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Learn to think like a programmer???


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16 replies to this topic

#13 DarkLordoftheMonkeys

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Posted 07 November 2009 - 10:24 AM

I'm a novice programmer, but I've become moderately good at a few things. First of all, there are two distinct things a programmer must do. One is writing code, the other is reading code that others have written and modifying it. In the programming classes I take at my college, I've had to do both. For me, the first is a lot easier than the second, and my method basically consists of:

1. Figure out what the problem is.
2. Write a plan or pseudocode (sometimes mental) for how the program is going to solve the problem.
3. Break the pseudocode into modules.
4. Break the modules into even smaller modules.
5. Test the values of each of the variables I'm going to use, using commands like alert (for Javascript) or echo (for Shell), to see how they behave.
6. Write the program one module at a time.
7. Test the program and find out that it doesn't work.
8. Go back and fix errors. This is the most frustrating part, and also the part I spend 90% of my time on.
9. Repeat steps 6, 7, and 8 as long as necessary.
10. Find that the program works, and then do my "happy dance" for about five minutes.:lol:

I've used this method for writing sorting algorithms, recursive algorithms, Unix file utilities, and just about everything else.

For reading and modifying programs:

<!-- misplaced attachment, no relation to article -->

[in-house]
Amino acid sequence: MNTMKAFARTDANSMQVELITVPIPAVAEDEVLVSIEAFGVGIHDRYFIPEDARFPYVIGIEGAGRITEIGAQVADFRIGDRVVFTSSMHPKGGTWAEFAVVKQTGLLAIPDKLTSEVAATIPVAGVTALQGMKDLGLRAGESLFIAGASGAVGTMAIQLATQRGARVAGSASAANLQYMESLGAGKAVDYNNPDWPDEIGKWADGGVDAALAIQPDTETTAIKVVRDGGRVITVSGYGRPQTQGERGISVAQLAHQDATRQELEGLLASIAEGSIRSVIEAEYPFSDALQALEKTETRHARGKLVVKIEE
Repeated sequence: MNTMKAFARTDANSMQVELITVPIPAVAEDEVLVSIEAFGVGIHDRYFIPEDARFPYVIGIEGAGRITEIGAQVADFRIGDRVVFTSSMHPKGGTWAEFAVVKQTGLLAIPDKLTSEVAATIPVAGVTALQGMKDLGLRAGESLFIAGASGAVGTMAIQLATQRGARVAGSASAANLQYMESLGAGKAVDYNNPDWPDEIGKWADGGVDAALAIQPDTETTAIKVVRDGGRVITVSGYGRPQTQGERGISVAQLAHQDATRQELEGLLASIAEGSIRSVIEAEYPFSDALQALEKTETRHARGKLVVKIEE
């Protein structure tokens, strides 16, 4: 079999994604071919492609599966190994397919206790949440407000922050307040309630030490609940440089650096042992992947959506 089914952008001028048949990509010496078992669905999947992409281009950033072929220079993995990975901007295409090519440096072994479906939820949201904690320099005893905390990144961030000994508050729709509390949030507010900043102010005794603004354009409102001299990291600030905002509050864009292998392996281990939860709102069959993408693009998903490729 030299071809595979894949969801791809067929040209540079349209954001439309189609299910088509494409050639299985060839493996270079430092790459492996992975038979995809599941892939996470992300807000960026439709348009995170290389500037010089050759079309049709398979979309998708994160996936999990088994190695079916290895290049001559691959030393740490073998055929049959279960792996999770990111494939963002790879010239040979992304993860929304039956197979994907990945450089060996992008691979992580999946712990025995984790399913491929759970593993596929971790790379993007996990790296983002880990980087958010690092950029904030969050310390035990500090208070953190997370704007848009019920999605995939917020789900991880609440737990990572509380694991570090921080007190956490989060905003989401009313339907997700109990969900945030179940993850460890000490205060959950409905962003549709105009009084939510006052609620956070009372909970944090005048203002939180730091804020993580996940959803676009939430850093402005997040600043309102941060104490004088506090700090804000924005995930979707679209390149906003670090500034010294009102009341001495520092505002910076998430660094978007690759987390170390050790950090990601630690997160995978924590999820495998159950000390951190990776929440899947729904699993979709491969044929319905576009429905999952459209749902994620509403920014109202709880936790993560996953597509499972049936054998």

1. Look at the code and be totally mystified by it.
2. Mark all of the modules in Vim (my text editor).
3. Write mini-programs mimicking each of the modules to see what it does.
4. Figure out how to fix the code.
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#14 DarkLordoftheMonkeys

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Posted 07 November 2009 - 10:30 AM

Really to a large extent objects are similar to structures in C, except with objects you can place function code inside the definition.


I've always thought of objects as temporary records that can be created from templates. I never really got that far in C though.
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#15 Natrobius

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Posted 07 November 2009 - 10:39 AM

Templates are a good way to think of objects, to a certain extent. You have to remember that we are thinking in terms of real world objects though.
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#16 DarkLordoftheMonkeys

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Posted 07 November 2009 - 11:02 AM

Templates are a good way to think of objects, to a certain extent. You have to remember that we are thinking in terms of real world objects though.


Well, I think objects can be more abstract than that. For instance, in Java, classes are used to contain modules of code, not necessarily representing a real world object. They also have a lot of other uses, such as protecting variables by making them private.

That said, the way I see it, the main difference between OOP and procedural programming is that in OOP the modules are nouns while in procedural programming the modules are verbs. Then again, I'm not an experienced programmer and have minimal knowledge of abstract computer science, so my views may be somewhat naive.
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#17 WingedPanther73

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Posted 07 November 2009 - 12:07 PM

In GUI programming, classes are used to represent widgets, which are frequently in a hierarchy. They can also be used to represent a variety of abstract concepts.
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